The next morning, we headed upcountry to the Haleakala National Park in search of this elusive native flower. As we negotiated sans guardrail curves with severe switchbacks, the road suddenly narrowed to one lane. After about 11 miles from Hana the park finally appeared. At the ranger’s office we checked on weather conditions and things looked good. Haleakala meaning rising sun is notorious for quick and steady rainfall so it’s always advisable to check at the ranger’s office on trail closures and weather forecasts.
Armed with insect repellant, hiking shoes, bottled water and a bagged lunch, off we went into the thick of the 2-mile Pipiwai Trail, one of the best trails in Maui. Abundant waterfalls, streams and tropical flora and fauna, all add to this isolated paradise.
We ascended a dirt path towards Makahiku Falls, an ancient volcanic outcropping hurling a torrent of whitewater over its edge into a lush green valley. “That’s nothing. Wait until you get to the 400 foot Waimoku Falls,” explains a fellow hiker.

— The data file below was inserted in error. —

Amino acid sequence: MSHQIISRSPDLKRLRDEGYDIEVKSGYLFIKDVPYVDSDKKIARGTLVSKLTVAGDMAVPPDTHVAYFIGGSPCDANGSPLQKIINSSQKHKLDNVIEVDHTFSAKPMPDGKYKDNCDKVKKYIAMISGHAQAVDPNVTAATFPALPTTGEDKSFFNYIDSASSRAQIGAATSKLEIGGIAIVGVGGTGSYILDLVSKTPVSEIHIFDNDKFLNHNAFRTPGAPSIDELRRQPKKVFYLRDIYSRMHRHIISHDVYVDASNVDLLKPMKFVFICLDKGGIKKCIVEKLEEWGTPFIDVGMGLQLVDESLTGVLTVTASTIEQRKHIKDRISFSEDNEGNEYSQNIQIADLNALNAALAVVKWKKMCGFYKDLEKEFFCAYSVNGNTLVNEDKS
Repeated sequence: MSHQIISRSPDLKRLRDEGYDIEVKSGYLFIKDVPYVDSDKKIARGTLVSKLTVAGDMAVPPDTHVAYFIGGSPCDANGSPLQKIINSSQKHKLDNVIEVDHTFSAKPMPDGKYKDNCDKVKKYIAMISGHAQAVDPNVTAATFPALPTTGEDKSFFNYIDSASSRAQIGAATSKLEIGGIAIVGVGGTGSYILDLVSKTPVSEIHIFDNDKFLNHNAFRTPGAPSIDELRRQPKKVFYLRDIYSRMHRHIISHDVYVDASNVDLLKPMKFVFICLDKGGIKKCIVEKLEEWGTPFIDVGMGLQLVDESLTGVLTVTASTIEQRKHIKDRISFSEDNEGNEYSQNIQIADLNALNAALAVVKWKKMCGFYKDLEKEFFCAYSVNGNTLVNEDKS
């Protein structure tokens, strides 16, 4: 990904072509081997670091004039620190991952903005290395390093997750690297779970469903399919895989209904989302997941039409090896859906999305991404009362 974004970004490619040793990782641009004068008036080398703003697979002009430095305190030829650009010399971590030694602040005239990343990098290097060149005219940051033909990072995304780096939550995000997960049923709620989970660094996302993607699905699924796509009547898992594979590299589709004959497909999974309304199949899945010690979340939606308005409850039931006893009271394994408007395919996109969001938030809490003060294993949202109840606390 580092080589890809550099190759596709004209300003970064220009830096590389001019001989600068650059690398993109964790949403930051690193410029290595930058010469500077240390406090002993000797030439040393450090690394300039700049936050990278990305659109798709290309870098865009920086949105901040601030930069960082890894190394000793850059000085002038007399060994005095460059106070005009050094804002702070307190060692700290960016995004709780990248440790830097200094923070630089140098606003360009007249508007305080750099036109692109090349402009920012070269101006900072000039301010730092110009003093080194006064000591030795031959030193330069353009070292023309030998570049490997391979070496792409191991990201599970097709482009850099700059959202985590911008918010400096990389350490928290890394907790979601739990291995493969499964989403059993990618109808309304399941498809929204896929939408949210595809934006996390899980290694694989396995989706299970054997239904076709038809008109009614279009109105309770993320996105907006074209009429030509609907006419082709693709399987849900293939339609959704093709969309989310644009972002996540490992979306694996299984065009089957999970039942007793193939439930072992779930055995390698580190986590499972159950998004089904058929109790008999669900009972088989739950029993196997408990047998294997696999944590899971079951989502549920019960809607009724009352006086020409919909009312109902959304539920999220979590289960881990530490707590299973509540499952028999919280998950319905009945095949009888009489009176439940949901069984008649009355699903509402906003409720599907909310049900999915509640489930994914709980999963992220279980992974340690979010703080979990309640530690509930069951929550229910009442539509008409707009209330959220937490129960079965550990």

Passing an ancient banyan tree, we trekked onward teetering at times between the rocky inclines, hiking by more mountain streams and feeling the effects of higher altitudes. The Pipiwai Trail gains 650 feet in elevation.
In the distance, a hollow clanking sound amplified the closer we got. A nefarious bamboo alley was studded in towering bamboos that swayed like an ominous harbinger. “Geesh, I don’t know if I want to keep going,” I murmured as the thick canopy blanketed the sunlight above. “Sure you do,” Stephen said, taking the lead.
Deeper into this bamboo forest we trudged and then it was over. The bamboos were replaced by a rocky stream. We jumped on the rocks and made it to the other side. Ahead the Waimoku Falls displayed its towering girth in all its glory and lodged between the basaltic rock cracks a hearty bush presented white-half flowers. The fleeting mountain naupaka was home. “To Hana with love,” I thought.
Photos: Stephen Smith